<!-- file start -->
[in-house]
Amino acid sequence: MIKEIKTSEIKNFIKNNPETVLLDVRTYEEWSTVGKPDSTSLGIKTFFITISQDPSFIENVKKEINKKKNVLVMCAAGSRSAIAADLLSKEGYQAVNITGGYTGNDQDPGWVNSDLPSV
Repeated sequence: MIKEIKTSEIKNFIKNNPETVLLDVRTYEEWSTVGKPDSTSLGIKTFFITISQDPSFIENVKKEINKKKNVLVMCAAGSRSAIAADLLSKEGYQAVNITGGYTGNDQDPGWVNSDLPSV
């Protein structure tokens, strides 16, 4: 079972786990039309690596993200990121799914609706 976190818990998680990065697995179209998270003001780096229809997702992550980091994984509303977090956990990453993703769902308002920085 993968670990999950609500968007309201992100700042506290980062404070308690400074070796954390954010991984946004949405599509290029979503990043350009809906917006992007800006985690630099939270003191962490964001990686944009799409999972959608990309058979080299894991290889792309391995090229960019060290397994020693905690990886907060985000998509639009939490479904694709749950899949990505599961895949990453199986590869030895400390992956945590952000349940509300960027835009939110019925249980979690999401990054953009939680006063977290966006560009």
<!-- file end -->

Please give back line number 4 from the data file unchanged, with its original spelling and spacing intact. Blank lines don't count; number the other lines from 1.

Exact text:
């Protein structure tokens, strides 16, 4: 079972786990039309690596993200990121799914609706 976190818990998680990065697995179209998270003001780096229809997702992550980091994984509303977090956990990453993703769902308002920085 993968670990999950609500968007309201992100700042506290980062404070308690400074070796954390954010991984946004949405599509290029979503990043350009809906917006992007800006985690630099939270003191962490964001990686944009799409999972959608990309058979080299894991290889792309391995090229960019060290397994020693905690990886907060985000998509639009939490479904694709749950899949990505599961895949990453199986590869030895400390992956945590952000349940509300960027835009939110019925249980979690999401990054953009939680006063977290966006560009």